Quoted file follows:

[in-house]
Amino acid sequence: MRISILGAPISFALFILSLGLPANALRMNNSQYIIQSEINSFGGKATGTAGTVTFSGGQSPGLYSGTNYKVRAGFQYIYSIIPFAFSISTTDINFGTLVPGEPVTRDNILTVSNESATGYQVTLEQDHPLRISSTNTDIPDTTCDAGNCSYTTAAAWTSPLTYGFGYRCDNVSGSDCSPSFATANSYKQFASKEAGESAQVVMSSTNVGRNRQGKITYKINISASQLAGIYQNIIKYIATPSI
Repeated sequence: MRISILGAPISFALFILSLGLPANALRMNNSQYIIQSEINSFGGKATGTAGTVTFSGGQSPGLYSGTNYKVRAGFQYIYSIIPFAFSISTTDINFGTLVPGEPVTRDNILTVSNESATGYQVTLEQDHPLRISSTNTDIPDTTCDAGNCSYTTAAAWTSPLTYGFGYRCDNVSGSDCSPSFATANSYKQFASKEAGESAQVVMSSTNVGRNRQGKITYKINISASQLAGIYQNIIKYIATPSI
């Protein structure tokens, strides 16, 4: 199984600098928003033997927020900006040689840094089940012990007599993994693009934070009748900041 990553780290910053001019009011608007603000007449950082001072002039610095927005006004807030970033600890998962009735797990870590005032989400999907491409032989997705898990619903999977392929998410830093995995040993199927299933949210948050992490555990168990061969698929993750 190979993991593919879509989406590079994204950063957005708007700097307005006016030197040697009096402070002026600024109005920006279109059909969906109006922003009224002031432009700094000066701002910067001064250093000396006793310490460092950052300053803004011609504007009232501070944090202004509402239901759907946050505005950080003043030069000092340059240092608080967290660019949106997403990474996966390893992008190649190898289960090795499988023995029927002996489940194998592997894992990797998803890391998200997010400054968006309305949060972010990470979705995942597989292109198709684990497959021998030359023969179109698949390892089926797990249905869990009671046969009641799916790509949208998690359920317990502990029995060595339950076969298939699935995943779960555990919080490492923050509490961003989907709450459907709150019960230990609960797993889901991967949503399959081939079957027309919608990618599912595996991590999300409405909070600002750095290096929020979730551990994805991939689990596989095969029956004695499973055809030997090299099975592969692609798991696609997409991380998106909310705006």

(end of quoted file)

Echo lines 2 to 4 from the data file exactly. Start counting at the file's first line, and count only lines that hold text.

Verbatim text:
Amino acid sequence: MRISILGAPISFALFILSLGLPANALRMNNSQYIIQSEINSFGGKATGTAGTVTFSGGQSPGLYSGTNYKVRAGFQYIYSIIPFAFSISTTDINFGTLVPGEPVTRDNILTVSNESATGYQVTLEQDHPLRISSTNTDIPDTTCDAGNCSYTTAAAWTSPLTYGFGYRCDNVSGSDCSPSFATANSYKQFASKEAGESAQVVMSSTNVGRNRQGKITYKINISASQLAGIYQNIIKYIATPSI
Repeated sequence: MRISILGAPISFALFILSLGLPANALRMNNSQYIIQSEINSFGGKATGTAGTVTFSGGQSPGLYSGTNYKVRAGFQYIYSIIPFAFSISTTDINFGTLVPGEPVTRDNILTVSNESATGYQVTLEQDHPLRISSTNTDIPDTTCDAGNCSYTTAAAWTSPLTYGFGYRCDNVSGSDCSPSFATANSYKQFASKEAGESAQVVMSSTNVGRNRQGKITYKINISASQLAGIYQNIIKYIATPSI
């Protein structure tokens, strides 16, 4: 199984600098928003033997927020900006040689840094089940012990007599993994693009934070009748900041 990553780290910053001019009011608007603000007449950082001072002039610095927005006004807030970033600890998962009735797990870590005032989400999907491409032989997705898990619903999977392929998410830093995995040993199927299933949210948050992490555990168990061969698929993750 190979993991593919879509989406590079994204950063957005708007700097307005006016030197040697009096402070002026600024109005920006279109059909969906109006922003009224002031432009700094000066701002910067001064250093000396006793310490460092950052300053803004011609504007009232501070944090202004509402239901759907946050505005950080003043030069000092340059240092608080967290660019949106997403990474996966390893992008190649190898289960090795499988023995029927002996489940194998592997894992990797998803890391998200997010400054968006309305949060972010990470979705995942597989292109198709684990497959021998030359023969179109698949390892089926797990249905869990009671046969009641799916790509949208998690359920317990502990029995060595339950076969298939699935995943779960555990919080490492923050509490961003989907709450459907709150019960230990609960797993889901991967949503399959081939079957027309919608990618599912595996991590999300409405909070600002750095290096929020979730551990994805991939689990596989095969029956004695499973055809030997090299099975592969692609798991696609997409991380998106909310705006």